Re: Transmission, Inheritance, Emulation 18
It don't mean a thing, if it ain't got that aiki (paraphrasing the great late Jazz singer Ella Fitzgerald)
You love that JAZZ. You have a degree in musicology; can name every black musician that ‘sold his soul at the crossroads' and have a collection of 78's played on tubes because that is the best sound. But you can't play a note on the trumpet, puncture the snare drum head, your scat singing scares the cat, and your left hand is unsynchopatic doing a steady boogie woogie. Hey, that's me about aiki. But I'm trying, Ringo. I'm trying real hard…
Ellis Amdur mentions that Takeda Sokaku could ‘riff' because of his aiki ability, free flowing from one lock to another as he felt that day, or hour, or moment. Well, that I believe.
BUT, he didn't create Jazz and he didn't create aiki. He didn't create scales, or minor chords, or the circle of fifths, didn't blend diverse driving rhythms or a host of subtle things that make that thing with the swing. So, just like the basics (and advance theory) of music need to be taught so do the basics (and advance theory) of aiki.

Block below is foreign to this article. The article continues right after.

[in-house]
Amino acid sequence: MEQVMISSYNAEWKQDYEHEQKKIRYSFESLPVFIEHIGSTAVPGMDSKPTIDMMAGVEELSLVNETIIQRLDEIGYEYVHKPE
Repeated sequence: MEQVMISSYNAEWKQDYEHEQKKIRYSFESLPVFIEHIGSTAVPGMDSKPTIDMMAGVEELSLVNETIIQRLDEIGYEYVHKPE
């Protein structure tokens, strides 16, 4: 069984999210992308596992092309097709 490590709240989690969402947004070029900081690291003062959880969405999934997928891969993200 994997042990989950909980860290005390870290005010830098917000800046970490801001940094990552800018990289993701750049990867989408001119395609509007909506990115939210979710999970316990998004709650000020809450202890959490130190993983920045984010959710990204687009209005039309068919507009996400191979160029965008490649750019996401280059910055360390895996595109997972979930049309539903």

The trouble is where is the Aiki for Beginners 101? And why is Aikiology (History of Blending and Dominating throughout the pre-industrial Nipponese fascist femininininist-oppressing military society) hard to find?
1. Name. Let's stop looking for Aiki and start looking for in'yo. It's out there.
2. Heritage. If they say it comes from Kai Takeda and immigrated to Aizu then, then, then, look in those two places.
3. Box. Look outside the box. If Saigo Tanomo really taught in'yo (oh yeah, aiki) and he was THE HIGHEST ADVISOR and became a priest then maybe we should look at the people that teach a man like that.
4. Name. Oshi moshi guchi guch koo. The Secret Service guarding the President uses a wide range of techniques, many tightly held, to defend our Presidents. And a good part of their job is doing it while being polite (most of the time). Etiquette.
5. Research. Takeda Sokaku was illiterate (or left handed or dyslexic). So chances of written records are, are, are, SLIM. Look in the cracks. Look in odd places. Trust (with a Big rock of salt) things Takeda Sokaku said.
6. Doing. Reverse engineering sometimes works (it also copies mistakes -- ALWAYS.)
7. Hi-tech. As I get older there are more strange things that I cannot explain. So what. Use what works, get what works explained to you, repeat as necessary. Improve. Some of it will be way out there. Tough.
There are some out there walking the path, showing methodology. Let's use history to back them up.
So, who wants to translate some stuff? I got some stuff. Mr. Goldsbury is doing all the heavy lifting here. Should I send it to him? And I want credit for finding it. And I want to see ALL of the translation.